Players and backroom staff of German Bundesliga Club, Borussia Dortmund, have agreed to wave some parts of their salaries to support the club in this period where the dreaded coronavirus has been ravaging the country, putting almost everything on hold.
“This is a valuable sign of solidarity,” club CEO Hans-Joachim Watzke said.
Just like in every other country, the outbreak of the deadly virus which is also known as COVID-19 has put an end to all sporting activities due to the high risk of a person to person transmission of the disease.
Borussia Dortmund joined another
German Bundesliga giant Bayern Munich whose players and backroom staff also took a 20% pay cut in solidarity with their clubs that are on the losing side in terms of returns on investment since the pandemic hit the country.
Both clubs announced that they agreed to take the pay cut in order to help other employees at the club financially in the ongoing lockdown across the country.
Recall that the first club in the German Bundesliga to accept such a pay cut over the coronavirus outbreak was Borussia Monchengladbach’s players.
Union Berlin football club
Also, 11th placed Union Berlin’s players in the Bundesliga, have agreed to go totally without their wages to cushion the effect of the financial struggle the club has been subjected to since the league was put on hold.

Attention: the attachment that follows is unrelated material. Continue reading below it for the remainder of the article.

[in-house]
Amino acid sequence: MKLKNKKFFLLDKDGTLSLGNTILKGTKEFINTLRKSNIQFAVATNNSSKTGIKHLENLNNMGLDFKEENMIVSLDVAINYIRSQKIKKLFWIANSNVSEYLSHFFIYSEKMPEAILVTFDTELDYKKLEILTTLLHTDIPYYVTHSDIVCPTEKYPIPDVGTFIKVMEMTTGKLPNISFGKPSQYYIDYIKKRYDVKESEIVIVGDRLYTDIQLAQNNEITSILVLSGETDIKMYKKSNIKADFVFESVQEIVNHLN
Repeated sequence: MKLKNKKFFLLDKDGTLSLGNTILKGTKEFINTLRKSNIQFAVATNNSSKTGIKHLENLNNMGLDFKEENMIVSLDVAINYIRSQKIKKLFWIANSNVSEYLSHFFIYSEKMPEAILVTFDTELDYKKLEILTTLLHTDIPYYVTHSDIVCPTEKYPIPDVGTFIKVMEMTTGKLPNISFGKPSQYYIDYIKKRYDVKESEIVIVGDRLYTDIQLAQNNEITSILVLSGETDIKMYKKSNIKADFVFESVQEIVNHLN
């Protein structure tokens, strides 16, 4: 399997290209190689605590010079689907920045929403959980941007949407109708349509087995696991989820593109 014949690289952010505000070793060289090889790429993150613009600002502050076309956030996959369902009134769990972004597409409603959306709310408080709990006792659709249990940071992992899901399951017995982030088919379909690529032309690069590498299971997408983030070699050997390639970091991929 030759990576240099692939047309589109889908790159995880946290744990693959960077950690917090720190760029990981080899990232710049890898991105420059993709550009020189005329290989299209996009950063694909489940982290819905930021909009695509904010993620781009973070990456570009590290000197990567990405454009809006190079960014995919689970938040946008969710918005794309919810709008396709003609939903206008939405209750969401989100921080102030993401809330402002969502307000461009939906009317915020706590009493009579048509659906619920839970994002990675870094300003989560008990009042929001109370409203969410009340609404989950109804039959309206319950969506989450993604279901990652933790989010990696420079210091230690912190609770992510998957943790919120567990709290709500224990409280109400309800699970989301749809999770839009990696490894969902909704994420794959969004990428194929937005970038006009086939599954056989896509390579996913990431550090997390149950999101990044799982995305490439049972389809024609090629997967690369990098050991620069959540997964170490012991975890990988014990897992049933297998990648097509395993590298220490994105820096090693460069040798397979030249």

“The first-team football department has agreed to waive their salaries. The club’s managers and employees have also agreed to part-time working arrangements, which will also result in salary cuts. At the same time, we are pulling together to prepare for a full-time resumption of Bundesliga operations at any time”, the statement from Union Berlin said.
The struggle of Clubs’ owners in Germany
Footballing action in the German Bundesliga has been put on hold since March 8, 2020, due to the widespread of the virus across the country.
Since then, clubs’ owners in the league have been very outspoken about the financial impact of the coronavirus crisis with the German league’s CEO, Christian Seifert, saying that 56,000 jobs in the football business are at stake following the suspension of the league.
Seifert noted that more than half of the 36 clubs making up the two upper tiers of Germany were under existential threat and the total loss if the season were to be cancelled altogether, could add up to a total of €750 million for all clubs.
Meanwhile, as of Wednesday, March 26, 2020, the coronavirus has infected 31,554 people within Germany and has ended the lives of 149 people across the country.